Last night another group came in from Royal in California, they have been traveling for 2 weeks, and we swapped “war” stories.

This morning we went to visit San Francisco farm, which we don’t buy any coffee from, but I got to watch the pickers, and shoot some video/photos. I haven’t really watched pickers in action before and it was pretty cool to watch.

After we dropped the other group off, we went to visit an organic farm that they own, as I wanted to see if they were having similar success there. I have considered asking if they could move Guadalupe to organic in the future, if we wanted, and they have always said yes. However I wanted to see the differences in the farm. They are managing the organic farm using a lot of different methods, including planting many different varieties there. Icatu, Pacamara, Bourbon, Catimor, Yellow Icatu, and Sarchimor just to name a few, along with experimenting with the Agobio method on Bourbons.

dan_agobio

A coffee tree grown in the agobio method. Photo by Dan Streetman.

Agobio is when they allow a tree to grow for 3-5 years, and then they bend the tallest part of the tree to run horizontally. This encourages the tree to grow more verticals. Each 5-10 years, they will bend a new vertical to make a new horizontal, and you can have 1 tree that will produce as much as 5 trees. The advantages of this system are that the trees have a much deeper and broader root system, and can pull up more nutrients from the soil. You can also manage the vertical growth, with pruning, and maintain the amount of production coming from each tree. Also, it is easier to apply spray to the leaves which help leaf rust and other diseases. I have seen these trees that are 80-100 years old, and still healthy and producing good harvests. The downside is that it takes a long time to get the system set up. Also you can plant less trees per hectare, so if one of your Agobio trees dies you can potentially lose a lot of production.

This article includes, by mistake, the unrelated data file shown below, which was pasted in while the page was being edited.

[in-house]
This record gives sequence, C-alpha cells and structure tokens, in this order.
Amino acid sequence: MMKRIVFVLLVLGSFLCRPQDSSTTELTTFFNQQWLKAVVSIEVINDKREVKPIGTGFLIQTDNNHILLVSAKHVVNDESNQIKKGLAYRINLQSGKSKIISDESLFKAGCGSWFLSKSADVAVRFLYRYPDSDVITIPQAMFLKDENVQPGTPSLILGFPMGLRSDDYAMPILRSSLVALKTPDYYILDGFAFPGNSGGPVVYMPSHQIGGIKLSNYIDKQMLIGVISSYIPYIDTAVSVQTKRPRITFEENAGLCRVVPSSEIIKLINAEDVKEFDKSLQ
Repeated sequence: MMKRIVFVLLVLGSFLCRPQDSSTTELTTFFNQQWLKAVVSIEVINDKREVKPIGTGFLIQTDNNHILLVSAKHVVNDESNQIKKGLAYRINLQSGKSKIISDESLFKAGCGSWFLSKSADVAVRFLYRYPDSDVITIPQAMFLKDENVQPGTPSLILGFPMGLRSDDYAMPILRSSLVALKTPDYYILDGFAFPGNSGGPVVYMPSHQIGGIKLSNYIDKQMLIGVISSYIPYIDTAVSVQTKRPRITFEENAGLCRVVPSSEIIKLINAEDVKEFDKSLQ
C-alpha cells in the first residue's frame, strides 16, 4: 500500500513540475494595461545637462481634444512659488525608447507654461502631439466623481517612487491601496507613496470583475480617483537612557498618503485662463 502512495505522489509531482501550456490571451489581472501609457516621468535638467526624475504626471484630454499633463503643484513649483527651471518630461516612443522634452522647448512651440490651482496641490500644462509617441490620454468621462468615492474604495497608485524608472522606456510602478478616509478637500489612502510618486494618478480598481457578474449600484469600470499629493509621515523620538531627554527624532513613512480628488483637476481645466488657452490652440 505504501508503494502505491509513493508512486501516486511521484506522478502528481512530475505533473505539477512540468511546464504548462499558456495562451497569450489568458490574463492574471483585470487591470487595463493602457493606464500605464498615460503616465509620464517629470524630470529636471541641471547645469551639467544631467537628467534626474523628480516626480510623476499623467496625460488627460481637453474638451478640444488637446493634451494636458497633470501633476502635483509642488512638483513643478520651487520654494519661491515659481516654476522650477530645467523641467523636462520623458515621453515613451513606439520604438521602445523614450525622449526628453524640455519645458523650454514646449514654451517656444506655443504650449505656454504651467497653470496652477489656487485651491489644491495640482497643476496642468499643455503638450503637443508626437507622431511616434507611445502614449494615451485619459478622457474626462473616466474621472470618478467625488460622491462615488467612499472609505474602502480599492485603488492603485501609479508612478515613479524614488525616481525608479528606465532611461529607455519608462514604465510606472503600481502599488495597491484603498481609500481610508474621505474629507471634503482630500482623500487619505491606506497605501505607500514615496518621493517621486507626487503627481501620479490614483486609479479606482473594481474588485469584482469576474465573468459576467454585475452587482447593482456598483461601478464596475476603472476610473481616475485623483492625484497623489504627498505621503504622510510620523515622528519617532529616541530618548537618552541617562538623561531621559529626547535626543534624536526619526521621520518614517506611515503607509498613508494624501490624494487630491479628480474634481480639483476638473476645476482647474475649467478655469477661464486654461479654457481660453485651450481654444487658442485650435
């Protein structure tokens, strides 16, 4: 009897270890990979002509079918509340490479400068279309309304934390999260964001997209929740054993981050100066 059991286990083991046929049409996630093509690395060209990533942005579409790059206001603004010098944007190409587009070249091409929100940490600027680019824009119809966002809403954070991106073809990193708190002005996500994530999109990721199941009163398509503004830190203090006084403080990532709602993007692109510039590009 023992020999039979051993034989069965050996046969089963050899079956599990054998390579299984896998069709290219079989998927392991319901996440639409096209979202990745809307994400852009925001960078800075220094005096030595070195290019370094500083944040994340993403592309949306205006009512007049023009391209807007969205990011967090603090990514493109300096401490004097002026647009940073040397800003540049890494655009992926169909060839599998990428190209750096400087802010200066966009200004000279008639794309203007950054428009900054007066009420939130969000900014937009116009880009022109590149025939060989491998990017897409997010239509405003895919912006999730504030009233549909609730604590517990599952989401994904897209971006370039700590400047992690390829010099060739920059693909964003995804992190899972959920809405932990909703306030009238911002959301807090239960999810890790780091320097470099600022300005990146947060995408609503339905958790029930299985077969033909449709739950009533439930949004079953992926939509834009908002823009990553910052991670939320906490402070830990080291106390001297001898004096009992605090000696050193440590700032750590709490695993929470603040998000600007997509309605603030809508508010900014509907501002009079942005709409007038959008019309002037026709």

Now we are back at Las Cruces, and I’m sure the mill will start whirring any minute now. Tomorrow, I am cupping here and then meeting Mayita to cup this year’s coffee from Natamaya.

Saturday morning we will head to Honduras!

Stay tuned for the second installment of Dan’s winter harvest time diaries!

Meet the Farmers: Kathy

script_banner_610pxkathy_v2